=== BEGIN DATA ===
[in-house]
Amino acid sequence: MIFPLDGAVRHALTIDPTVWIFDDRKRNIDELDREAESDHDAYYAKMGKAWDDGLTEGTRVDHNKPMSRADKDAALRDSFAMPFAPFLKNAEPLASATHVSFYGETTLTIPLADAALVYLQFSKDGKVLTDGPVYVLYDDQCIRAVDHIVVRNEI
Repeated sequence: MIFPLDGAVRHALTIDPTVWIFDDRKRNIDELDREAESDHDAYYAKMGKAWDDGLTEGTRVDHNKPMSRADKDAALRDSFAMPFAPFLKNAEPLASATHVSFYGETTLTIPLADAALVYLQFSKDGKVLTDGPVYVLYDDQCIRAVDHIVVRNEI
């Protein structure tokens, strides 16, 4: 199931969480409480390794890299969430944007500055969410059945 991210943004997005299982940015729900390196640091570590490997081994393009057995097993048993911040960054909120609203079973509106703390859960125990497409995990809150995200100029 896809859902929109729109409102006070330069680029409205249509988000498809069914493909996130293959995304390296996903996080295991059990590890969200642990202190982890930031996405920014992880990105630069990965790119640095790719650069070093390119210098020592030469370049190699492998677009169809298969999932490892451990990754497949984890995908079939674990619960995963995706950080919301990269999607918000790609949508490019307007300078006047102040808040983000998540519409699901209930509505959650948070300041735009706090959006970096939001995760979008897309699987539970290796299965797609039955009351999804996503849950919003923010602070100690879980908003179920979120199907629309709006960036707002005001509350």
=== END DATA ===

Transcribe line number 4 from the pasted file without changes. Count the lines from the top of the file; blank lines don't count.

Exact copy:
């Protein structure tokens, strides 16, 4: 199931969480409480390794890299969430944007500055969410059945 991210943004997005299982940015729900390196640091570590490997081994393009057995097993048993911040960054909120609203079973509106703390859960125990497409995990809150995200100029 896809859902929109729109409102006070330069680029409205249509988000498809069914493909996130293959995304390296996903996080295991059990590890969200642990202190982890930031996405920014992880990105630069990965790119640095790719650069070093390119210098020592030469370049190699492998677009169809298969999932490892451990990754497949984890995908079939674990619960995963995706950080919301990269999607918000790609949508490019307007300078006047102040808040983000998540519409699901209930509505959650948070300041735009706090959006970096939001995760979008897309699987539970290796299965797609039955009351999804996503849950919003923010602070100690879980908003179920979120199907629309709006960036707002005001509350």